Known locally as Mqinvartsveri or glacier peak, Mount Kazbek rises 5.047 meters above sea level, making it the tallest mountain in eastern Georgia and the third tallest mountain in the country. It sits right on the border with Russia, but is most easily ascended from the Georgian side.
Due to the relative ease with which this dormant stratovolcano is climbed and the spectacular views from the top, Mount Kazbek is one of the most popular destinations for mountaineers in the Caucasus Range. Most tourists flock to climb it during June and July, but local guides offer trips to climb or ski mountaineer the peak year round.
Mount Kazbek was first climbed in 1868 by an expedition of English and French mountaineers in the Alpine Club, but has long held cultural and historical significance to the local people. According to legend, the Georgian version of Prometheus was chained to this mountain as punishment for having stolen fire from the gods and then given it to mortals.
The site of his imprisonment was in a cave called Betlemi, which later became an Orthodox hermitage. It is also rumored that the hermitage housed sacred relics including Abraham’s tent and the manger of baby Jesus.
The Betlemi mountain hut is now situated nearby and is a common stop during any ascent of the mountain.
The most common route to the summit is not very technically difficult and rated at a PD. The climb mostly involves glacier walking until you reach the crux then about 100 meters of easy ice climbing (no steeper than 40 degrees) to the summit.
If you want to take a more challenging route up, some guides will adjust their itinerary accordingly.
Starting point, distance and duration of the ascent
Most guides will meet you at the Tbilisi International Airport in the Georgian capital. From there, your guide will take you to the Stepantsminda, where you will begin to acclimatize.
When it is time for your adventure to begin, guides will drive you to the Sameba Church and you will start the ascent from there.
Expeditions to the summit of Mount Kazbek generally take three to four days with an extra day built into the itinerary in case of inclement weather. While the ascent itself takes about two or three days, most guides will have shorter side hikes planned at the beginning of the climb in order for you to acclimatize properly.
Please note, that from arrival to departure you should allot about a week and a half for this trip.
Most expeditions to Mount Kazbek will involve staying in the Betlemi Hut on the way up. This hut is a converted meteorological station and offers electricity and running water. You are also able to purchase food, drinking water and beer at its cantene.
Physical requirements and technical difficulty
It is important to be in proper physical condition before booking this trip. You should be capable of carrying a fairly heavy backpack while climbing for sustained periods of time at a high altitude. Most guides recommend some endurance and core training prior to your arrival.
The climb itself is not technically very difficult. Some previous mountaineering experience is recommended, but guides will generally go over all the mountaineering techniques and skills you need on the slopes.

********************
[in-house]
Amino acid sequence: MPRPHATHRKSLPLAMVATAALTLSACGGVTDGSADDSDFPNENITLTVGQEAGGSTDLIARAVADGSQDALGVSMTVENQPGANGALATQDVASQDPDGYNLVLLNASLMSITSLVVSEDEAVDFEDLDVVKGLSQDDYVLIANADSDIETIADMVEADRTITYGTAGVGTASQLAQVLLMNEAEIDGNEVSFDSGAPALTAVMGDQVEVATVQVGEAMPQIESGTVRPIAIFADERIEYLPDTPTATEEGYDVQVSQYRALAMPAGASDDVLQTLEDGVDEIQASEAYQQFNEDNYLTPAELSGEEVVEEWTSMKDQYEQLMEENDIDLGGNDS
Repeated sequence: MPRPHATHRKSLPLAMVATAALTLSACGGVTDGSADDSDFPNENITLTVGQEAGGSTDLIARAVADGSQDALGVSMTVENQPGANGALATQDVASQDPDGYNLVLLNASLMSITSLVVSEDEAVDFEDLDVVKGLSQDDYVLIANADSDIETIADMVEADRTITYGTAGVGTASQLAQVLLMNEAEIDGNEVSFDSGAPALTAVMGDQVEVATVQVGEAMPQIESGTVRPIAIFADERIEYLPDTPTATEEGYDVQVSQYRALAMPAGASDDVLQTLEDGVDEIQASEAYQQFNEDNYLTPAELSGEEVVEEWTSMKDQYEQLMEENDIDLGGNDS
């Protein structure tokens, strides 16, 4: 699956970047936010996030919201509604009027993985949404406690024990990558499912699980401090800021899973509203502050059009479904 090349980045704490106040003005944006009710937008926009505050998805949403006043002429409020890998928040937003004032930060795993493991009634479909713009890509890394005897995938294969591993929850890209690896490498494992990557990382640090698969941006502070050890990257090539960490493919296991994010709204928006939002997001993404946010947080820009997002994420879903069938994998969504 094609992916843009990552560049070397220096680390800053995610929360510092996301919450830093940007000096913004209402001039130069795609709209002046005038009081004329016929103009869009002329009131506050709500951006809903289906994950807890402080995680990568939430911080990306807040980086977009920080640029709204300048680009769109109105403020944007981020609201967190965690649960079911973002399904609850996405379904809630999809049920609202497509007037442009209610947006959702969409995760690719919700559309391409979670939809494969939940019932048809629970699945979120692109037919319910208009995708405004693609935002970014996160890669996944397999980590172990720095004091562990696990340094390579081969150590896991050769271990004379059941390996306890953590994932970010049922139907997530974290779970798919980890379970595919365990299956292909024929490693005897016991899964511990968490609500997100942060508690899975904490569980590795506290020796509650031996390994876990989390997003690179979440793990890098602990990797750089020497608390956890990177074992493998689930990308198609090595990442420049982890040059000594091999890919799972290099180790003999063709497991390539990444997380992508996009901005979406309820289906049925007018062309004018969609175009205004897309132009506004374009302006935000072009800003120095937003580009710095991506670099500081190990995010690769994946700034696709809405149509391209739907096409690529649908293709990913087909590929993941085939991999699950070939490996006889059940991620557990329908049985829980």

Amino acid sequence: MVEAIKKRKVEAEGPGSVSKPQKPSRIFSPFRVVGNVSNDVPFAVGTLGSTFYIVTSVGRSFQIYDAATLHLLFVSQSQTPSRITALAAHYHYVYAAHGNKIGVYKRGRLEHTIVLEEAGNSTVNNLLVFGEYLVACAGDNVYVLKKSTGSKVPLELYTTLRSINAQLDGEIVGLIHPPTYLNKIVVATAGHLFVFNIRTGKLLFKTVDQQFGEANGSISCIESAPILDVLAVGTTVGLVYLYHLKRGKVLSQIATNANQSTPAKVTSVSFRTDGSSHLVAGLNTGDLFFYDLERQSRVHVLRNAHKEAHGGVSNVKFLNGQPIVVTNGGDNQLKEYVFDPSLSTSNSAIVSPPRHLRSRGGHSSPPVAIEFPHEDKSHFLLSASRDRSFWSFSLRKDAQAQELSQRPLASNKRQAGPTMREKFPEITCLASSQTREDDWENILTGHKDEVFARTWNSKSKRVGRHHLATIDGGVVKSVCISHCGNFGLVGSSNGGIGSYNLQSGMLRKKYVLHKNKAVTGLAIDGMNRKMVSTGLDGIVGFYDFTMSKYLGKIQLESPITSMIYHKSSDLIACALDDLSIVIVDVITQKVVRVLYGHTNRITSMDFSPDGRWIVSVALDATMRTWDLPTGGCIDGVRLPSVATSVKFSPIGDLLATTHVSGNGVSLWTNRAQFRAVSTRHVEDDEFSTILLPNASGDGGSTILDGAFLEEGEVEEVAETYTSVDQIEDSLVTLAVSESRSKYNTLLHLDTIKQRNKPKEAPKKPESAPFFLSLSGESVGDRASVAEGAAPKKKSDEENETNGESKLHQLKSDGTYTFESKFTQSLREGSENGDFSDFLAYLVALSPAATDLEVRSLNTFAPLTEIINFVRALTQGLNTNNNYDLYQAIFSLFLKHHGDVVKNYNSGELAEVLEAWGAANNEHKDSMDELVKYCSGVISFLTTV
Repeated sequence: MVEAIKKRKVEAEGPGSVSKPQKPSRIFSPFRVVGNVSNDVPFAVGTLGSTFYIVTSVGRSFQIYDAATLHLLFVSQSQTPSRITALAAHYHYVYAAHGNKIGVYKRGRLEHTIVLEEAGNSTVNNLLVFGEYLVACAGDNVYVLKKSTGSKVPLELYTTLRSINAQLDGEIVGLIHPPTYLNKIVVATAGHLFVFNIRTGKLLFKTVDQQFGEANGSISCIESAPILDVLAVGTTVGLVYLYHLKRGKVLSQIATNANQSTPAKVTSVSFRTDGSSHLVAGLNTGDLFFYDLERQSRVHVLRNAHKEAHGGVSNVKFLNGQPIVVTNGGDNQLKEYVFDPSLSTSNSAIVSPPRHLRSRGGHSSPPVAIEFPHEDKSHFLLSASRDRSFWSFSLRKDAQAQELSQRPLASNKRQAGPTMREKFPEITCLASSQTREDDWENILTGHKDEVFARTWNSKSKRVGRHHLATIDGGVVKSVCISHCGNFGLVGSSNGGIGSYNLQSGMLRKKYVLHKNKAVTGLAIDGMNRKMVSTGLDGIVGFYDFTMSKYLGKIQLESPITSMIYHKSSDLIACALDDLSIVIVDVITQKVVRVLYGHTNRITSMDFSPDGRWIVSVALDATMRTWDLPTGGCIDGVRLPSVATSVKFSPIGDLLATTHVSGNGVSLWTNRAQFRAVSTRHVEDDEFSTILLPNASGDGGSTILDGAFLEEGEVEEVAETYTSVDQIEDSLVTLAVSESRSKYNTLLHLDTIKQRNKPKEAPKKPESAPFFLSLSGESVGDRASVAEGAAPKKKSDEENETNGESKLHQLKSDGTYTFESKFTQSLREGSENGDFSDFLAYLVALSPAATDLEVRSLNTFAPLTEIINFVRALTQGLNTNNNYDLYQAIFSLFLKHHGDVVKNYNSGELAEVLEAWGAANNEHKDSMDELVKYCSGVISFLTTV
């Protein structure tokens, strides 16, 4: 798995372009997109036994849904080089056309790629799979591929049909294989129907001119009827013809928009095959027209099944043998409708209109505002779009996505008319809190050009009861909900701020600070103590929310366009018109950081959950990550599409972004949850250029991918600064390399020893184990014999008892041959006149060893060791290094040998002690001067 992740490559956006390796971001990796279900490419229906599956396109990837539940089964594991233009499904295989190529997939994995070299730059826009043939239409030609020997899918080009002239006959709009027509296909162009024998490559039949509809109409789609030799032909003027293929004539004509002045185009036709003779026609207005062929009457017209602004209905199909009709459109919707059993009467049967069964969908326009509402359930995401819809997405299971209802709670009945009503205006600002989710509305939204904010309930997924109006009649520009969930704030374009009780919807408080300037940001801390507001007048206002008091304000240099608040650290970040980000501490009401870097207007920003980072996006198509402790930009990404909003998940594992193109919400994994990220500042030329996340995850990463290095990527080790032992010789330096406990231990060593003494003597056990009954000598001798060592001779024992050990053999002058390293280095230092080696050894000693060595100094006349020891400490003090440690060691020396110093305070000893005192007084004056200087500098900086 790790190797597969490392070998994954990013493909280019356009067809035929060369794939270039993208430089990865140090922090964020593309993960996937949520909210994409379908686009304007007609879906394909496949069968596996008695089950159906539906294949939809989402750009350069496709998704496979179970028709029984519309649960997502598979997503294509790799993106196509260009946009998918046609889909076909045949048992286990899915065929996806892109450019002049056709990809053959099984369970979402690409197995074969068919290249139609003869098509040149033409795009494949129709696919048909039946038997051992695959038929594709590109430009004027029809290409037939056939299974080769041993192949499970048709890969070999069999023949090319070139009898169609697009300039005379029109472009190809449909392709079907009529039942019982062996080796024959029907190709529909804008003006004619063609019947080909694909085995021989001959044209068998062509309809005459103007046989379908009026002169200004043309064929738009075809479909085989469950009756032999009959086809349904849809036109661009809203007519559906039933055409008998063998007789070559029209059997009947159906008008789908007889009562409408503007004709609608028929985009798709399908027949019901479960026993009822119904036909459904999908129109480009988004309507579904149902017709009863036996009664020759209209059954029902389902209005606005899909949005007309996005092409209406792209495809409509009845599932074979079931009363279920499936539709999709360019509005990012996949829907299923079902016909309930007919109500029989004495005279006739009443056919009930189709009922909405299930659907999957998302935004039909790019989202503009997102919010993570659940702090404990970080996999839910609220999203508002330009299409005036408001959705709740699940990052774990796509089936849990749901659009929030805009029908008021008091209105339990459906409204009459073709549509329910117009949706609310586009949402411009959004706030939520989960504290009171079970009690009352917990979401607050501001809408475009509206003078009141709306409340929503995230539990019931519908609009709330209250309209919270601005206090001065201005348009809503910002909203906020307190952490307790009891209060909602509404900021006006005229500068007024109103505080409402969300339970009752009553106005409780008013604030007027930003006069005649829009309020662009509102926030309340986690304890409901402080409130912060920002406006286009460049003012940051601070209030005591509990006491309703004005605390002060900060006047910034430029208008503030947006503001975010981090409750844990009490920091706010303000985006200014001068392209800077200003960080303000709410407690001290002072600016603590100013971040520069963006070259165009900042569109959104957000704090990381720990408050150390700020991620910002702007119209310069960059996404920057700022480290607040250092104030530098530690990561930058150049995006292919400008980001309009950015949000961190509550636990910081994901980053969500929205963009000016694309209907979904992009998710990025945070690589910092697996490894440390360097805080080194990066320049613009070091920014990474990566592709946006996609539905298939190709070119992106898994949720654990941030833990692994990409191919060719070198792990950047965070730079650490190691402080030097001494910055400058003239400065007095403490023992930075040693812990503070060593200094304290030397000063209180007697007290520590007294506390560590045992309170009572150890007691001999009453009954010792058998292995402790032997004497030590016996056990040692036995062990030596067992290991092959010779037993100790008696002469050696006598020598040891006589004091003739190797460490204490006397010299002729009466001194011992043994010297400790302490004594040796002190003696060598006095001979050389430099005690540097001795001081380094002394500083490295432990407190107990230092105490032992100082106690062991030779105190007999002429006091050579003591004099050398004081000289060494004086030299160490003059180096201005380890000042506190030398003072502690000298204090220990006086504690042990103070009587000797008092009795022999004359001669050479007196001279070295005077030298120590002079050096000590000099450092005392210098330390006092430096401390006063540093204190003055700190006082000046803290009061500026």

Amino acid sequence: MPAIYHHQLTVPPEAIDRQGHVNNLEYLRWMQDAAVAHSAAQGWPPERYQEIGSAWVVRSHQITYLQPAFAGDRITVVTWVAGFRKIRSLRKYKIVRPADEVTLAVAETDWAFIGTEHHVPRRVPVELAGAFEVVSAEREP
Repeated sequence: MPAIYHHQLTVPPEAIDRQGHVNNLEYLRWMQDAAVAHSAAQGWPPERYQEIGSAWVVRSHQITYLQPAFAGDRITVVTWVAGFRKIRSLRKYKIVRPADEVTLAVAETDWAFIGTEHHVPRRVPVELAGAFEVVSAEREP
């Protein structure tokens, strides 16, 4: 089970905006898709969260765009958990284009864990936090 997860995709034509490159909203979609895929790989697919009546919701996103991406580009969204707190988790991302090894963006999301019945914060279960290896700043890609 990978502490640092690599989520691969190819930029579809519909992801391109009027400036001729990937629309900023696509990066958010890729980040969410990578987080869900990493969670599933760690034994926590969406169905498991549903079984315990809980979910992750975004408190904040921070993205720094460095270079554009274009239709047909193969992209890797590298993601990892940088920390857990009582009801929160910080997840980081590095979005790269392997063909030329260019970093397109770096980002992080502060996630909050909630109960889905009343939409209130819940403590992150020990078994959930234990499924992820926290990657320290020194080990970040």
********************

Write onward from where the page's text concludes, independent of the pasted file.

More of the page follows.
The summer is the best time of year to climb Mount Kazbek with most guides offering trips from June through September. However, it is possible to climb the peak all times of year.
During the summer, the weather is warmest and most predictable. This is the time of year when you will likely have the clearest and sunniest days. Average temperatures at the foot of the mountain range from 14 degrees Celcius to the mid-20s and steadily decrease the higher up you get.
Storms are less frequent, but not uncommon during the summer. When a front comes through, temperatures can drop rapidly to several degrees Celsius, even on the warmest days.
The following equipment is highly recommended for this climb. Most guides will provide you with the technical climbing gear such as crampons, a harness, two carabiners, one sling (120cm), a helmet, ice screws and an ice axe.
Before leaving for this trip, you should also make sure you have warm and waterproof layers of clothing; any appropriate camping gear if you will not be staying in mountain huts the whole time; water purification tablets as potable water is scarce along the route; mountaineering boots; sun cream and sunglasses; a hat; a flashlight and extra batteries; and your camera.
The average price for a single person travelling with a certified mountain guide runs between €1000 and €1500. Small parties will pay slightly less, €750 to €1000 per person. A group of five or six people may pay about €500 to €600 per person.
Prices usually include the guiding fee, transportation during the trip, accommodation during the trip as well as meals (some guides provide all meals other just half-board meals), some equipment and luggage transfers during the trip.
However, it is always best to ask your guide what his or her price does and does not include because every guide is different.
Other activities in the area
Other popular mountaineering destinations in the Caucusus Range include Mount Ushba and Mount Elbrus. During the winter, ski touring is also immensely popular in the region.